• As governor of the Miyazaki Prefecture, Kuroki used his training in agriculture and law and his 26 years of government service to the development of the prefecture. Undaunted by the prefecture’s location in a remote mountainous region, he mobilized indigenous skills and resources and the talents of his administration to dispel both this isolation and poverty.
  • From growing only sweet potatoes and upland rice, the prefecture successfully developed new crops like greenhouse vegetables and citrus fruits which were eventually ferried to Tokyo and elsewhere. Cattle growing in special pasture zones brought new income, while the fishing industry was modernized. Tourism was developed, attracting millions of tourists yearly. A new industrial park with land reclaimed from the sea became a concrete manifestation of the prefecture’s environmental beautification and nature conservation act, the first prefecture to have one.
  • To encourage the rural youth to stay in Miyazaki, Kuroki started a Study for Agricultural Prosperity Movement, giving the youth economic hope and prestige as instruments of change and a sense of cultural attachment to the land. Centers for advanced farm management, and farm machinery and technical schools were also developed.
  • The RMAF board of trustees recognizes “his administrative originality in modernizing a backward prefecture in a manner congenial to the traditional minded yet attracting the young.”


How to benefit from science and industry without paying in pollution and destruction of nature is increasingly the conundrum of modern civilization. While much of Japan experiences this dilemma acutely, in Miyazaki Prefecture solutions are being found to enhance, rather than endanger, the quality of life with modernization.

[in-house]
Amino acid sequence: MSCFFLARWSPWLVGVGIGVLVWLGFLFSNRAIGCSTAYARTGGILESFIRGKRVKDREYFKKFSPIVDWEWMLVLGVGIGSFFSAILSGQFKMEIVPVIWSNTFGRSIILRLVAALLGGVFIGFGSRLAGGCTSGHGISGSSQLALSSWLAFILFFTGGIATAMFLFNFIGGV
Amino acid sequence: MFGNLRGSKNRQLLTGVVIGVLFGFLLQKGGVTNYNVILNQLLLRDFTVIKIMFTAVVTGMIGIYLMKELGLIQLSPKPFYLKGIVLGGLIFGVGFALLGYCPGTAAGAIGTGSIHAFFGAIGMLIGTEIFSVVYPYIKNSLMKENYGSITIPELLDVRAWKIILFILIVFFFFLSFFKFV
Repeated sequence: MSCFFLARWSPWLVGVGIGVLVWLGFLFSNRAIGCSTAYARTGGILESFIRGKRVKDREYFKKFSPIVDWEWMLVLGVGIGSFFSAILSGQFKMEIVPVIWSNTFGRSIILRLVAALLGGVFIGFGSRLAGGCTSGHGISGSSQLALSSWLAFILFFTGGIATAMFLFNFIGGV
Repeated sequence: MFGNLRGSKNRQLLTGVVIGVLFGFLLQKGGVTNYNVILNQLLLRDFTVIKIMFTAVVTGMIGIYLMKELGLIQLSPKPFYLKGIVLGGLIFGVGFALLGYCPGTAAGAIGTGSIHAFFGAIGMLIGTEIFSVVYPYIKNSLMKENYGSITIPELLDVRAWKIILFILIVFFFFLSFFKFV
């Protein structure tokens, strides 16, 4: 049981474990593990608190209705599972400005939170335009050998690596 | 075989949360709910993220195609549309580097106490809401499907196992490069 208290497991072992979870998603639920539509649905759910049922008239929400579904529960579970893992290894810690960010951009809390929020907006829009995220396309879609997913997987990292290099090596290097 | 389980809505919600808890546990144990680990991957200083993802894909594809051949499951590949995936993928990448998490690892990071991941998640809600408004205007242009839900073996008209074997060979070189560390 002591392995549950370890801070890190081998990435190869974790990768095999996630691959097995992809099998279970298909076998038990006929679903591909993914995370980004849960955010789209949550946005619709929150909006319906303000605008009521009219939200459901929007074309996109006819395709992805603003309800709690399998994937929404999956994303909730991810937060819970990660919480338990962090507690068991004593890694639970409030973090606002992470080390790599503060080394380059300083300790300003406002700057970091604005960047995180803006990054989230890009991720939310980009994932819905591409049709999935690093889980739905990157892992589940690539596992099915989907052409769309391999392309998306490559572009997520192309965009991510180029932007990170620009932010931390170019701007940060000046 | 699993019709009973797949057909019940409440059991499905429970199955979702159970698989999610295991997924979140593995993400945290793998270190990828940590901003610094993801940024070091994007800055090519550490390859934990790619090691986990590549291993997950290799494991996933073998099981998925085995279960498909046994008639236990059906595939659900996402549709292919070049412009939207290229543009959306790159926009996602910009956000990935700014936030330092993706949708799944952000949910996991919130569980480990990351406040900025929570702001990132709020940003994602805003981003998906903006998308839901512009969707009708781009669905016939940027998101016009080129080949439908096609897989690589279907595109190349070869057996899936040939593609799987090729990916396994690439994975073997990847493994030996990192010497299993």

HIROSHI KUROKI’s intimate knowledge of Miyazaki began with his birth there in 1907. Trained in agriculture and law he served 24 years in the Miyazaki Prefectural Government and two years as secretary to the Minister of Agriculture and Forestry in Tokyo. He returned to Miyazaki to head a farmers’ cooperative federation. After a four-year term as Vice-Governor, this ex-civil servant, in 1959, was elected Governor as a political independent and next year will complete his fourth consecutive term.

In southernmost Kyushu Island, tucked between mountains and facing the powerful sweep of the Pacific’s Black Current, Miyazaki was isolated and its over one million inhabitants had the lowest per capita income of any prefecture in Japan. As governor, KUROKI creatively mobilized indigenous skills and resources and the talents of his prefectural administration, to dispel both this isolation and poverty.